In the end, Morphine was the vehicle that best encompassed Mark’s whole trip. His voice, his songs, his look, his sound, all came together to create something equal parts brand-new, and instantly accessible. It was a helluva feat. At the same time it felt natural as hell. I was a huge fan. For awhile I was one of their few NY fans. I remember seeing them in NYC where my girlfriend and I comprised pretty much the entire audience. But, they quickly caught on, and they appeared on Conan O”Brien’s show, and they were off to the races. They made a buncha records, all up at Mark’s Cambridge loft with the 360 degree wraparound view, and all the gear ALWAYS miked and ready to go, so that all you had to do was flip the on-off switch to on, and you were ready to record. It was classic. I always loved visiting the loft.
There was Sabine, his beautiful and brilliant girlfriend, who I loved, and was always happy to see, too. At one point they took an apartment on 7th ave in Manhattan, and we finally got to hang out all the time, which suited us fine. We always had a good time together, and Mark even came by to watch some of the 1996 World Series with me even though he was a not a baseball, or sports fan, to help me root my beloved Yankees to yet another championship. I remember trying a Mexican dish Mark had made, and whose recipe had made it into a cook book. He was very proud of that. And, the dish? Damn good. I was impressed At one point I was playing with a band who prided themselves on playing every song exactly the same way every single time, every single night. I would say that the Del-Lords never played anything the same way twice. Mark woud say that Morphine never played anything the exact same way once. I thought that was real funny, and still use it to this day. And, of course I went to every Morphine show, got to be friends with Dana Colley, the sax player, and remained friends with Billy Conway, as well, from the THR days. Great guys who all loved and appreciated Mark and his immense talent.
Things were all just fine until I got that phone call. It was late afternoon, twelve years ago yesterday, July 3rd, 1999. It was an old friend calling to ask if I’d heard anything about Mark. I said, yeah, he’s in Italy with Sabine and the band, why? My friend said he’d heard a rumor that Mark died. I just did not believe it to be anything other than a misconstrued rumor, and assured him Mark was fine, or else I would have heard. Well, something stuck with me and I tried scouring the internet, MTV, the radio, etc, and after a half hour I came across something on, I think, CNN. Well, I can tell you I was paralyzed by the sudden realization that this completely incredible, fantastical and inconceivable rumor was true. I felt my life change in an instant. I felt my blood run cold. I was white as a ghost, and started having difficulty breathing. As an instinctive reflex I called Manitoba, my best friend, and someone who knew Mark, too, and tried to get the words out. I couldn’t. Somehow I got the news across, and I could hear Richard’s shock settle in, and he asked if I needed him to come over. I told him no for some reason because the answer was really yes. I was spinning and dizzy, and it all started to settle in.
It turned out that Mark was onstage in Palestrina, a town about 25 miles outside of Rome, and during the second song, collapsed onstage with a massive heart attack that killed him before he hit the stage. Just like that. Mark was not overweight, not a druggy, not much of a drinker, he did smoke, but no prior heart problems, nothing. Forty-six years old, jut one year older than myself. I suddenly felt the hole that had opened up in the Earth. I noticed the coffee stains on the rug where Mark had spilled some coffee a week before dancing around playing me mixes from THE NIGHT, what was to be the final Morphine album. But, Mark was gone. The world would now be a darker place.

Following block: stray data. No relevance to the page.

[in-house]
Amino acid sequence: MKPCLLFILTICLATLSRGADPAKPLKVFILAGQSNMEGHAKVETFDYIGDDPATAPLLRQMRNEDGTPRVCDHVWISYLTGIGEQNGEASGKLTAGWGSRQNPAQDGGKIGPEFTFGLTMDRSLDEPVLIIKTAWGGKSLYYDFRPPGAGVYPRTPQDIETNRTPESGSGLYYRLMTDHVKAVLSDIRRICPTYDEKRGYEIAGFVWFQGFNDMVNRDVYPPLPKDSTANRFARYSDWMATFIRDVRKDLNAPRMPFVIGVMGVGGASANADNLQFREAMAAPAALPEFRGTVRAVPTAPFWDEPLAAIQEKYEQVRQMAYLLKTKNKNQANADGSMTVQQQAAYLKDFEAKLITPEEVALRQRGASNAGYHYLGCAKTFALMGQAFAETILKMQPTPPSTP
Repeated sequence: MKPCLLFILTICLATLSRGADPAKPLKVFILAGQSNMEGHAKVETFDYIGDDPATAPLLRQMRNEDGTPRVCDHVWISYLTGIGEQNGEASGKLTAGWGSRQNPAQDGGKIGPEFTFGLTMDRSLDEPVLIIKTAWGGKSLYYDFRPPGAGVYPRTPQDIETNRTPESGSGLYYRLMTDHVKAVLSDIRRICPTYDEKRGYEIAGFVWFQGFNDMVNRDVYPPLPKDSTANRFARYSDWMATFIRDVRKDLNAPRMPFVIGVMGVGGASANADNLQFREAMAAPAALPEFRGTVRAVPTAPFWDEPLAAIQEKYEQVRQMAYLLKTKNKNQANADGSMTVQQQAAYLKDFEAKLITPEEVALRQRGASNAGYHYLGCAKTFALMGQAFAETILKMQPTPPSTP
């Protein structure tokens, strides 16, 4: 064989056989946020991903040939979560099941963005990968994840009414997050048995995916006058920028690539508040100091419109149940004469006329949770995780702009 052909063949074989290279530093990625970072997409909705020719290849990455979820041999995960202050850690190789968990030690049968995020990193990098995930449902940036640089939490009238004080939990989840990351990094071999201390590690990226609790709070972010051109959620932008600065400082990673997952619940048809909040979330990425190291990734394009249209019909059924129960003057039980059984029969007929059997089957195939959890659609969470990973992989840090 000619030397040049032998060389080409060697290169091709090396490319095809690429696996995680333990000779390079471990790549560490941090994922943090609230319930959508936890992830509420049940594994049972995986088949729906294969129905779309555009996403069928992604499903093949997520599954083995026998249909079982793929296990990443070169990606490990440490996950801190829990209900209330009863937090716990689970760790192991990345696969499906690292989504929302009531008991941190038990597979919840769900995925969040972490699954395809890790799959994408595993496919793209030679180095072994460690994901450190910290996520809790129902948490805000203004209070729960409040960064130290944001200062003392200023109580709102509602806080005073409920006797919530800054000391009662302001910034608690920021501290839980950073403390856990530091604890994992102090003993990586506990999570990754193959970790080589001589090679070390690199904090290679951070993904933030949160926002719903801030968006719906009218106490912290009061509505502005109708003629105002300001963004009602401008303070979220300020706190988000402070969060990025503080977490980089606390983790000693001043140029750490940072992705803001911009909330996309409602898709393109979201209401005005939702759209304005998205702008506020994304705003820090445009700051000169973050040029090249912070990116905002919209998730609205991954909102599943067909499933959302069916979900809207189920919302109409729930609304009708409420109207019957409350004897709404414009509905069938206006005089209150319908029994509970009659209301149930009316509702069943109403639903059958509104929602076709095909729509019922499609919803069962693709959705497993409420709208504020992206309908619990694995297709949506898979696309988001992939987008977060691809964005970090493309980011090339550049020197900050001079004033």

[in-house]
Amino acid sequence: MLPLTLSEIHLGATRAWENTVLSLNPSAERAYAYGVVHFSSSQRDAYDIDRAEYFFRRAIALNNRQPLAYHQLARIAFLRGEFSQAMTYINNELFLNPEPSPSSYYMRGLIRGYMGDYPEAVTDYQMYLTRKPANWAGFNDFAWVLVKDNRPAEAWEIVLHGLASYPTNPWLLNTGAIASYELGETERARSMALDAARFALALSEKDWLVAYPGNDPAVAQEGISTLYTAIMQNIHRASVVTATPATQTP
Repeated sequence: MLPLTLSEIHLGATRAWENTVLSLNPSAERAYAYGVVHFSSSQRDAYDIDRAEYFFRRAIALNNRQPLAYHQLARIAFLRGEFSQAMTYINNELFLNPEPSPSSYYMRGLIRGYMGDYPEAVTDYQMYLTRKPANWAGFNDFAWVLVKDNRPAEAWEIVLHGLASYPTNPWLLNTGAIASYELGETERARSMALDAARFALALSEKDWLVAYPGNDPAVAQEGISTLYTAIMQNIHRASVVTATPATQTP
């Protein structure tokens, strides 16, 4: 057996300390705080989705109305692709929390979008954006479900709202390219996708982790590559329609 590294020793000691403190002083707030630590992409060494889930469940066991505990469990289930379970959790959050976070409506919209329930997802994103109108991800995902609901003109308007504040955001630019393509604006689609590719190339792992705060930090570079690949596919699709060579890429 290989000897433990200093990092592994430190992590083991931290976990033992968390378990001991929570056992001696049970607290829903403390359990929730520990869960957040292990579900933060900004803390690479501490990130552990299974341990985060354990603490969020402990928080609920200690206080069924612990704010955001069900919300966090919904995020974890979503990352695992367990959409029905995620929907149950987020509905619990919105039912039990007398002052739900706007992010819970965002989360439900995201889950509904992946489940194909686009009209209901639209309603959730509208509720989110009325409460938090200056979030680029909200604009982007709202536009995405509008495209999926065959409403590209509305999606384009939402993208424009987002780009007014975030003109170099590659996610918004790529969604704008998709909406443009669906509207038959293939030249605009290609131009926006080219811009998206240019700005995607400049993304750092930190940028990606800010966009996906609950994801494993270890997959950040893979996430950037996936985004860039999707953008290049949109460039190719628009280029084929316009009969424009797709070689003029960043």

I grieved and I grieved and I grieved. It just didn’t stop. It would come over me at the oddest and most inopportune moments. It had only been a week or so before that Mark was at the pad, and we were hanging’ out, having our usual good time, and all was right in the world. Soon I started to dwell on the meaning, and the great sin of wasting time. I started to think about how Mark was only one little year older than me, and how no one was guaranteeing any of us how many ticks we were gonna get on that old ticker inside us, and it forced me to really and truly take stock of my own life. I knew I had to make some changes, and things were not alright in my own personal world. I needed to rectify everything. I ended up getting divorced, moving to California, and doubling down on my life’s purpose as a musician. Before the dust even settled I had left the town of my birth, and had lived for 47 years, and began anew. The grieving never stopped. I couldn’ t get over losing Mark. I couldn’t get over the world losing Mark. I couldn’t play his music because of how it conjured up Mark’s presence in an instant, and as a tease. And, his voice was still on his answering machine, which no one wanted to change. Everyone in his orbit was devastated.
It was about a month after Mark’s passing that I heard from Sabine. She wanted to come by and said she had something for me. It was great and sad to see her beautiful face, and again I cried as soon as I answered the door. Sabine had some photos of Mark for me, all taken the day of his passing. They are stage shots and often I looked at them, from different angles, trying to see if I could see “it”, the look of what was coming, some kind of death mask, some kind of insight into that greatest of all mysteries. Of course, I never could see it, although I have those photos on my desk, where they always can be found, and they do make me smile now, to see him playing. I have some of him and Sabine, and him and Dana at my pad. I don’t think of the end when I look at them now, at least not always. Sometimes, though.
The other thing Sabine had for me was the pink Vera Wang shirt, which I always loved, and which fit me perfectly. She wanted me to have it. I took it and I still love it. I always feel Mark’s spirit when I put it on. It still fits. It’s my special shirt.